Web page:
When you let it go you free your mind up for the next reading. When you let it go, you also let your ego go, and your ego really has nothing to do with reading tarot, so good riddance. When you let it go you embrace your own humanity and gain more compassion for the other humans in this world and that can only make you a better tarot reader. Honesty is your best tool. It's much better to say, "Well, I guess that reading really sucked, I'm sorry. Would you like a rain check for another?" Besides, I've found that I just read better for some people than others. If you've ever gone to a reader that your friend raved about and found the reading less than flat for you, it's not that the reader sucks, but the connection -- whatever that is -- just didn't, well, connect. Who's fault is that? No one's, of course, so don't waste your time taking responsibility for it.

I will admit, when I gave that first really, really bad reading it shook my confidence for a while, and that, too, only means I'm human, and in need of grace, as are we all. So whether you're on the giving or receiving end of a crappy reading, remember that. So you may not return with your coin purse to a reader with whom you did not connect, and no one expects you will, but unless there was some seriously fraudulent smack going on, don't hold it against them. If you've read tarot yourself at all, you know how it is. Some readings just suck.

Let it go.

Saturday, November 03, 2007

Le Bateleur: Shuckster or the Real Deal?
Recently I watched one of those "magician tricks revealed" programs with a masked magician, masked to hide his identity from the other magicians who would supposedly be extremely pissed at him for giving away their precious secrets. Nevermind that there are all kinds of instructional books and videos that reveal these same "secrets." The irony was profound. The smoke and mirrors were still present even within a context that was supposed to be transparent and revealing. It's funny, though, most of us really don't want to know how the magicians saw women in half or pull a rabbit out of a hat. We don't really want the sense of wonder ruined. We want to believe what we see the magician doing, even if we know we have to suspend our disbelief in order to see it.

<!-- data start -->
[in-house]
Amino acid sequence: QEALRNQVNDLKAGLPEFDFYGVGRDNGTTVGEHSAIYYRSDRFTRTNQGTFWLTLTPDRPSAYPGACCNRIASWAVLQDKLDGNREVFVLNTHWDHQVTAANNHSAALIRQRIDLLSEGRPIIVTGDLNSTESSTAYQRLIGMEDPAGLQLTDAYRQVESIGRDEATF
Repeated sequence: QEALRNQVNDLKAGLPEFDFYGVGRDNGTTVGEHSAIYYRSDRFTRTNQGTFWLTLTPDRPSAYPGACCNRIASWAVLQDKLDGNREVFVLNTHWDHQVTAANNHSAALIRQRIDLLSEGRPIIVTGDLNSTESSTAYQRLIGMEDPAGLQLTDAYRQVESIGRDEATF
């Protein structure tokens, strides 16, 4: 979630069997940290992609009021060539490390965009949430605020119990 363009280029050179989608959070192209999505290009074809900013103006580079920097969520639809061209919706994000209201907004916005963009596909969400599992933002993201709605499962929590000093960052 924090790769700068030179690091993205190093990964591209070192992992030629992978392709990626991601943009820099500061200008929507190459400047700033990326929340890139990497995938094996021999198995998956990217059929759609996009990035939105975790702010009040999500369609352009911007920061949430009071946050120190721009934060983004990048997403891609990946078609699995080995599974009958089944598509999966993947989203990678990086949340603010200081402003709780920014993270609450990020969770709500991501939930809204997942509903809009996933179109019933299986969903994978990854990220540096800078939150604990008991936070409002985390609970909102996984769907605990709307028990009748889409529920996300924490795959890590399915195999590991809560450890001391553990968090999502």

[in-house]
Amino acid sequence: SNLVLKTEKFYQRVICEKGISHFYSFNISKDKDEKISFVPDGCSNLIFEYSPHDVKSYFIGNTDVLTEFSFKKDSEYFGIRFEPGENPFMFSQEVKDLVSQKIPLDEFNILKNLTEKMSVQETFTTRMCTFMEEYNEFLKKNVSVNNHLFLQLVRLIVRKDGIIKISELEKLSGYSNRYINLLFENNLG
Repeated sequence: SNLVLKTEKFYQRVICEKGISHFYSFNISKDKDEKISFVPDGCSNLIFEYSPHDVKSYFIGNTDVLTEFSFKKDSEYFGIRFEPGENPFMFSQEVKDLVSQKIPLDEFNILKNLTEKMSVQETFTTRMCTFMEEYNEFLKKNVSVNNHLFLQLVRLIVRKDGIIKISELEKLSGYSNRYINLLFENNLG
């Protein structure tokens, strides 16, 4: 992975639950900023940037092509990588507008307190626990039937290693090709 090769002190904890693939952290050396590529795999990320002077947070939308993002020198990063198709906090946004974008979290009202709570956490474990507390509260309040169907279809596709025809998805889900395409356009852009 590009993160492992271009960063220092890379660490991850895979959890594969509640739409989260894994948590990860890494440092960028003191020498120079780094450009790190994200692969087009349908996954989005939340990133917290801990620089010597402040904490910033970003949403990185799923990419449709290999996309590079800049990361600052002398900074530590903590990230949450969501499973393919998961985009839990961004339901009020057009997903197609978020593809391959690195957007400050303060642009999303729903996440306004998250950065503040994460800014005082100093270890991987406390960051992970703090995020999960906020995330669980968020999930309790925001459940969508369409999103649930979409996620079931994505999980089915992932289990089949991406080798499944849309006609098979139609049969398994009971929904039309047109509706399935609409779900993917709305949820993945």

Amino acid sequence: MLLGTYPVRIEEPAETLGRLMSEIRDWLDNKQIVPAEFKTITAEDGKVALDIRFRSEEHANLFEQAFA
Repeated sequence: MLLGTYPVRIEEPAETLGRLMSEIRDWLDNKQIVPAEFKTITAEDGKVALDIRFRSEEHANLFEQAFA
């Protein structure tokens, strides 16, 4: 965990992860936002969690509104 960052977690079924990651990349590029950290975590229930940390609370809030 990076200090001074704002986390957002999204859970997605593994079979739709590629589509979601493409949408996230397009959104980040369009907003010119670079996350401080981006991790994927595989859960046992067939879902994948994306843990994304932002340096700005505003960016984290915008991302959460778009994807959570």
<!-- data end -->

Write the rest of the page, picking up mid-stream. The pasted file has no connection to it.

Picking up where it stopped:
Recently, we've seen a "new" kind of magician come on the scene but which is really a throwback to magician tradition: the street magician. These guys are good. They have to be. They have no special stage effects, no curtains, no tarted up assistants. It's just them, their own props, and you.

The tarot's own Le Bateleur, or "the street performer" means literally, "one who uses a wand," hence...a magician. Wands are a point of focus for the magic practitioner and for the audience. A magician may use it to distract, to point, to focus your attention on something, or something else. It is a tool and therefore not particularly imbued with any power of its own. Just like the wands in Ollivander's Wand Shop could only be wielded well by a particular person, so a magician's wand is his own tool and subject to his own bidding. The wand is the most consistent element in any Magician card from the earliest to the present, whether he is pictured more as a shuckster or a sort of wizard, the wand is usually clearly visible in the card most often in the subject's hand. Most of all, what we need to remember about this guy is that, historically, he was seen as a cheat, a shuckster who swindled people out of their coins by pulling the wool over their eyes. He's the guy who offers a chance to play a "fair game" with loaded dice and a stacked deck.

The Magician is the instigator. Numbered one in the Major Arcana, he's the guy who gets things started, who makes something from nothing, or so it appears. Is he for real? Or is he pulling the wool over our eyes? Does it matter? I don't think so. Some focus on this guy's shell game and others focus on his charisma and still others believe he has real power to magically manipulate the essences of life.

Tom Tadfor Little, in his essay about The Magician, shows how the use of The Magician in the game of tarocchi offers a great analogy to his meaning in tarot:

The tarot dates from times when the ancient feudal system had been intruded on and transformed by an ever more important middle class of artisans, merchants, and others "out for themselves" in the world. Such people were not well respected. The great artists of the Renaissance, whose paintings and sculptures are now seen as priceless masterpieces of what is highest in the human spirit, were in their own time lumped together with the cobblers, housepainters, tailors, and others who worked with their hands to provide purely utilitarian goods and services. So both the juggler/magician and the artisan/craftsman were "nobodies" operating outside the formal hierarchical world of the nobility, yet neither were they serfs or slaves; indeed they might be wealthy enough (or clever enough) to carry influence out of proportion to their social status...